I'm not offering answers to societies problems Johnny, I'm arguing that existing societies shouldn't be replaced by faux societies against their wishes and interests. I offer absolutely no advice for you about how you should manage your polyglot, multi-religios, multi-society society. I just ask that those who wish not to sign up do not have it imposed on them.
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SolInvictus
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#34
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(Original post by ArthurOliver)
Thanks for the feedback ccb.

Auster is absolutely solid in his faith and in his political conviction, and in his rejection of the extreme liberal programme. And there are millions like him across America , and Europe too, who aren't with the programme.

There are also millions of Muslims in the West now, equally steadfast in their rejection of the transnational progressive agenda, and the havoc it wreaks on traditional cultures, and further, equally hostile to the Western tradition which Auster and millions and millions of others would preserve and cherish.

As I say, a conservative wouldn't have created this mess, but as mess there is, there has to be a reckoning.

Laika, chemistboy, Sol, others...the British are an especially open minded people who enjoy learning and adopting new mores, memes and manners form other peoples. Mass immigration and rejection and replacement of the old Britain and it's national stock and identity need not be a part of that. When you force these things on a people - reactionary and violent responses are to be expected.
I don't think anyone would want that to happen. That is just common sense.
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Andronicus Comnenus
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Food for thought:

Can anyone think of a successful society which did not have a dominant culture? Can anyone think of an example where different groups have managed to live together, on equal footing, whilst retaining their different religions, languages, and cultural traditions?
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ArthurOliver
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(Original post by Johnny)
The BNP believe otherwise for they would deprive others of their civil liberties in the mistaken belief that it would bring back a by-gone Britain with village churches and local butchers.

I can only conclude that they are aiming for the wrong "values" at the expense of fundamental human rights. Not only that, but they are going the wrong way about it by using immigration as a scapegoat.
I do not believe the BNP propose a two-tier solution, I could argue that we currentluy have one, certainly many multi-ethnic/racial/religios states do - it's the norm, and America is notable as an example we twend to follow.

Immigration dilutes national identity and coupled with aggressive cultural marxist political scriptwriting of the the debate makes it near impossible for the native peoples to enjoy the same sense of pride and self-expression as the immigrant groups. No national group wants immigration of other peoples. The Arabs rely on immigrant workers to run their oil trade and do menial work, but none, not even Muslims from Pakistan and Indonesia who clean their toilets are given citizenship. The Arabs want their lands to remain Arabian. Natural and not vil at all. Same goes for the BNP.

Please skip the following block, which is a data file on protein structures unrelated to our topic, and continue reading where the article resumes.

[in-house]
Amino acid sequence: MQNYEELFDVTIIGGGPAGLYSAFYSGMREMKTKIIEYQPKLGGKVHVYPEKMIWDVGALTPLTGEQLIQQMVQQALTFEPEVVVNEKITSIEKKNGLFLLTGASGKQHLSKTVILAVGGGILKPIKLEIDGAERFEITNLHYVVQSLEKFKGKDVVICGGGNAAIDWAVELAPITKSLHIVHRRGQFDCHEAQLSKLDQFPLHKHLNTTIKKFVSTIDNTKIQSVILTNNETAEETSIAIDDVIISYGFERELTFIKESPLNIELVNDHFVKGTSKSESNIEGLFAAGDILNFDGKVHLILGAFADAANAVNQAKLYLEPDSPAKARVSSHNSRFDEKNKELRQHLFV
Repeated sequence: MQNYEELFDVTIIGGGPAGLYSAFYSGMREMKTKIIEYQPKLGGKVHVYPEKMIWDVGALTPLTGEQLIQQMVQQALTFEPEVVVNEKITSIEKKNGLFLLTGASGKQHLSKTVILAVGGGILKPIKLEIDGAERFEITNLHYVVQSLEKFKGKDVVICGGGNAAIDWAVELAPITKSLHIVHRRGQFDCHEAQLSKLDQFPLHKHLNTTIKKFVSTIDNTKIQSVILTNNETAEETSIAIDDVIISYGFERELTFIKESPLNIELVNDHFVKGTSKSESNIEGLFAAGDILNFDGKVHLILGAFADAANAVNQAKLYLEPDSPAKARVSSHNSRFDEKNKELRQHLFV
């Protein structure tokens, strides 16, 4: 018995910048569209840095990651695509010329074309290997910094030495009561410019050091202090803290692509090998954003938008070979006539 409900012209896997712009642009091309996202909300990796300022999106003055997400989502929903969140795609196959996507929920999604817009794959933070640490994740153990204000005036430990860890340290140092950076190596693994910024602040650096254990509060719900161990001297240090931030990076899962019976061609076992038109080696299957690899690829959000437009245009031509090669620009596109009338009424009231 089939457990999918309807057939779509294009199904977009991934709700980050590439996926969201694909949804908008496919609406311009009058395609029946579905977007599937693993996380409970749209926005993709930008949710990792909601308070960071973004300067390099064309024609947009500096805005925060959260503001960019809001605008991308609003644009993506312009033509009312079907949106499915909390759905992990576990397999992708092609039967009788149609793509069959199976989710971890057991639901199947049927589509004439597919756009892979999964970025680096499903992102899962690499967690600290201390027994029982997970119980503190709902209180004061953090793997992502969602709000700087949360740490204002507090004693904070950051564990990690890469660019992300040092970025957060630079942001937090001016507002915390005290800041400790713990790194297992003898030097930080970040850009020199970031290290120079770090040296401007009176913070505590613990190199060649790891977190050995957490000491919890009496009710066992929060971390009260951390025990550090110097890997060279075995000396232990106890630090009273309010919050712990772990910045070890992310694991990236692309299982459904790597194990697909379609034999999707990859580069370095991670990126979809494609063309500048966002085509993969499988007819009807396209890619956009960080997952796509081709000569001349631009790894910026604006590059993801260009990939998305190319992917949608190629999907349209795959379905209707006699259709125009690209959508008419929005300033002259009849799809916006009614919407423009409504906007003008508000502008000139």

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Johnny
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(Original post by Andronicus Comnenus)
Food for thought:

Can anyone think of a successful society which did not have a dominant culture? Can anyone think of an example where different groups have managed to live together, on equal footing, whilst retaining their different religions, languages, and cultural traditions?
Switzerland, the Spanish Netherlands in the 16th century. There are tonnes.
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ArthurOliver
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(Original post by Andronicus Comnenus)
Food for thought:

Can anyone think of a successful society which did not have a dominant culture? Can anyone think of an example where different groups have managed to live together, on equal footing, whilst retaining their different religions, languages, and cultural traditions?
Never as political equals. I think it's impossible to sustain such a state for any period of time, and the price of short period peace is too much -- in the modern era that means affirmative action, tiers of citizenship, guestworker programmes, votes denied to some, racial gerrymandering, regional (read racial) work and investment schemes, self-ruling cantons and districts...

What was wrong with the Old Britain?
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SolInvictus
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(Original post by Johnny)
Switzerland, the Spanish Netherlands in the 16th century. There are tonnes.
Let us not forget Rome, Great Britain, Germany and many others.
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Johnny
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(Original post by SolInvincitus)
Let us not forget Rome, Great Britain, Germany and many others.
I know, my examples were just two in about ten seconds.